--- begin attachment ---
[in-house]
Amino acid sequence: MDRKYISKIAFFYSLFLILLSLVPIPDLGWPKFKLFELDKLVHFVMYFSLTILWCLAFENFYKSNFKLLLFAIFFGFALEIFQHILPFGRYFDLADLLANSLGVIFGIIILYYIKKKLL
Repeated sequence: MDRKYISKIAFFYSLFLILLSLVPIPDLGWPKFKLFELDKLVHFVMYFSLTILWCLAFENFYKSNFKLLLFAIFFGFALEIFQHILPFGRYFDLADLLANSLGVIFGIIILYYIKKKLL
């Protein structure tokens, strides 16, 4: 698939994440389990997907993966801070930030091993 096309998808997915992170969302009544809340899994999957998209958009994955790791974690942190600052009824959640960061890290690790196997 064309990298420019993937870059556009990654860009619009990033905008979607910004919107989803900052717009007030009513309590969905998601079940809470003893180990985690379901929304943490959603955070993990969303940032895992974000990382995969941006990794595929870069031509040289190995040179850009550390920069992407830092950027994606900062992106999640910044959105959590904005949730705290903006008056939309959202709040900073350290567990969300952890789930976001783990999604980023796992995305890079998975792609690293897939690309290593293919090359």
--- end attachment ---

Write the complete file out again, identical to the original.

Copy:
[in-house]
Amino acid sequence: MDRKYISKIAFFYSLFLILLSLVPIPDLGWPKFKLFELDKLVHFVMYFSLTILWCLAFENFYKSNFKLLLFAIFFGFALEIFQHILPFGRYFDLADLLANSLGVIFGIIILYYIKKKLL
Repeated sequence: MDRKYISKIAFFYSLFLILLSLVPIPDLGWPKFKLFELDKLVHFVMYFSLTILWCLAFENFYKSNFKLLLFAIFFGFALEIFQHILPFGRYFDLADLLANSLGVIFGIIILYYIKKKLL
């Protein structure tokens, strides 16, 4: 698939994440389990997907993966801070930030091993 096309998808997915992170969302009544809340899994999957998209958009994955790791974690942190600052009824959640960061890290690790196997 064309990298420019993937870059556009990654860009619009990033905008979607910004919107989803900052717009007030009513309590969905998601079940809470003893180990985690379901929304943490959603955070993990969303940032895992974000990382995969941006990794595929870069031509040289190995040179850009550390920069992407830092950027994606900062992106999640910044959105959590904005949730705290903006008056939309959202709040900073350290567990969300952890789930976001783990999604980023796992995305890079998975792609690293897939690309290593293919090359």